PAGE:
FirstEnergy adds Solar to Coal-Fired Power Station in West Virginia

Jan. 8, 2024
About 50,000 solar panels are generating renewable energy at the site, which is expected to produce up to 18.9 MW of solar energy at capacity.

FirstEnergy’s subsidiary Mon Power has completed its solar site at the approximately 80-acre Fort Martin coal-fired power station in Maidsville, West Virginia.
About 50,000 solar panels are generating renewable energy at the site, which is expected to produce up to 18.9 MW of solar energy per hour. According to the Solar Energy Industries Association estimates, 1 MW of solar energy powers a national average of 173 homes.
While the project’s solar panels, racking systems and supporting electrical equipment were manufactured in the U.S., Mon Power appointed more than 100 local union workers from the Morgantown and Parkersburg areas to complete the project.
The solar site is among the five solar sites Mon Power and its sister company Potomac Edison have planned to help strengthen the region's energy mix. The five sites together are expected to generate up to 50 MW of renewable energy.
The West Virginia Public Service Commission (PSC) approved the companies' request to construct the Fort Martin solar site and two other sites in Rivesville, Marion County (5.5 MW) and Marlowe, Berkeley County (5.7 MW). The two additional sites are expected to be completed by the end of 2024.

See a video of the Fort Martin Solar Project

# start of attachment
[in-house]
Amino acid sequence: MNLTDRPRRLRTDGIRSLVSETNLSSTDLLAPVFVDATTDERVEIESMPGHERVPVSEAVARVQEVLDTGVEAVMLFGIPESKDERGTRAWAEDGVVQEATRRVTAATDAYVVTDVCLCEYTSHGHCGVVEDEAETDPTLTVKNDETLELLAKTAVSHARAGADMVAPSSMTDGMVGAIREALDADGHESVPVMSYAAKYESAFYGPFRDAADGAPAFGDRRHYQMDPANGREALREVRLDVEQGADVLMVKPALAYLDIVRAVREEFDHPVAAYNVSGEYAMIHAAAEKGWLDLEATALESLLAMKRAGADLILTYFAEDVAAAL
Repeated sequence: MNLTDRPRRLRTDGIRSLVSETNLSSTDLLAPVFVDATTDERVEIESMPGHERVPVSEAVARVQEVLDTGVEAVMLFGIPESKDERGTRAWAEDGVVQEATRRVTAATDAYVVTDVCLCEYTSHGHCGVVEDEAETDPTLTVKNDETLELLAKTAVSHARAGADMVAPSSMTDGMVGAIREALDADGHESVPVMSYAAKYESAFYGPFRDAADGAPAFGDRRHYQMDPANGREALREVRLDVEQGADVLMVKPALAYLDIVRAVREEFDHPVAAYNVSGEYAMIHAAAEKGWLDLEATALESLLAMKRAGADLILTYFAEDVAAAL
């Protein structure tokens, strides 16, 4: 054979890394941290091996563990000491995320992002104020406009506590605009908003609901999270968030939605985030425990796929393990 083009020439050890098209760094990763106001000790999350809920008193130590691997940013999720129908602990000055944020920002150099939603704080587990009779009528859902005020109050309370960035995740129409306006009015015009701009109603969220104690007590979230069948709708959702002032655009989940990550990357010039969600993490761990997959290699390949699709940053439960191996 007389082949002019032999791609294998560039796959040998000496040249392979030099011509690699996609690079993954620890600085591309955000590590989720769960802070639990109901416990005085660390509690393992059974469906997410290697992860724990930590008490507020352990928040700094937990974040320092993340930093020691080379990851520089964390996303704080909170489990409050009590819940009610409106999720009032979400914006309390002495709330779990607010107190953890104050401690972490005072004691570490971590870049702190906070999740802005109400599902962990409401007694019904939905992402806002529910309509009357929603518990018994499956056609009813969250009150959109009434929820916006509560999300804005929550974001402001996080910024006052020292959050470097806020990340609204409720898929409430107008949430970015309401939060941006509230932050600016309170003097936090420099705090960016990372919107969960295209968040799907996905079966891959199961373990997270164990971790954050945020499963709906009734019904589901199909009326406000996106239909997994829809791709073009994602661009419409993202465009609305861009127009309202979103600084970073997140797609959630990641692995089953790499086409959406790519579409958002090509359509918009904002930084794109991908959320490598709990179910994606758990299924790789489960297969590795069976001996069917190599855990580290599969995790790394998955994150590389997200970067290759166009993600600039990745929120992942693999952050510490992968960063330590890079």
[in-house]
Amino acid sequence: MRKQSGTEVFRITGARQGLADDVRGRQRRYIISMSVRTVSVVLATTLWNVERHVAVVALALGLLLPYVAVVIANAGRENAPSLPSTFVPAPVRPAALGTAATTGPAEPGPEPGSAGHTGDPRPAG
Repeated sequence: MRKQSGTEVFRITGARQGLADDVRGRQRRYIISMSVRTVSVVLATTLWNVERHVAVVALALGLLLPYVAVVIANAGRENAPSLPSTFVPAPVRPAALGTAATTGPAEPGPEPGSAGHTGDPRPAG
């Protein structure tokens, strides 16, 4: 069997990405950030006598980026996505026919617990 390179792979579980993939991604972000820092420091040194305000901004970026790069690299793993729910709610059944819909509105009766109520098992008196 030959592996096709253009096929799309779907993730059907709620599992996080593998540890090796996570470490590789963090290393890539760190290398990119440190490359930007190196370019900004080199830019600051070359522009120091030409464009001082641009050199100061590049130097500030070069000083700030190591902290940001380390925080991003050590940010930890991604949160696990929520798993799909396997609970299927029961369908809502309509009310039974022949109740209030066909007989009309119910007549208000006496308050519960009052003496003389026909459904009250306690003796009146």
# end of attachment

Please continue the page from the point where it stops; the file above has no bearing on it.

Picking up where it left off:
The companies anticipate to receive final approval from the PSC to build the additional two solar sites in Davis, Tucker County (11.5 MW), and Weirton, Hancock County (8.4 MW) by the end of 2024, once customers subscribe to the energy produced by them. Construction of these two sites is projected to be completed by the end of 2025.
The Fort Martin coal-fired power plant includes two generating units totaling close to 1.1 GW in capacity. Previous news reports noted that the station’s end-of-life date is projected at 2035 or earlier.
West Virginia currently ranks near the bottom for installed solar capacity in the U.S., according to the Solar Energy Industries Association. Automaker Toyota has installed 2.6 MW of solar at its facility in the state, while other investors are exploring low and no-carbon generation projects for data centers.


About the Author

Rod Walton, EnergyTech Managing Editor | Senior Editor

For EnergyTech editorial inquiries, please contact Managing Editor Rod Walton at [email protected].

Rod Walton has spent 15 years covering the energy industry as a newspaper and trade journalist. He formerly was energy writer and business editor at the Tulsa World. Later, he spent six years covering the electricity power sector for Pennwell and Clarion Events. He joined Endeavor and EnergyTech in November 2021.

Walton earned his Bachelors degree in journalism from the University of Oklahoma. His career stops include the Moore American, Bartlesville Examiner-Enterprise, Wagoner Tribune and Tulsa World. 

EnergyTech is focused on the mission critical and large-scale energy users and their sustainability and resiliency goals. These include the commercial and industrial sectors, as well as the military, universities, data centers and microgrids. The C&I sectors together account for close to 30 percent of greenhouse gas emissions in the U.S.

He was named Managing Editor for Microgrid Knowledge and EnergyTech starting July 1, 2023

Many large-scale energy users such as Fortune 500 companies, and mission-critical users such as military bases, universities, healthcare facilities, public safety and data centers, shifting their energy priorities to reach net-zero carbon goals within the coming decades. These include plans for renewable energy power purchase agreements, but also on-site resiliency projects such as microgrids, combined heat and power, rooftop solar, energy storage, digitalization and building efficiency upgrades.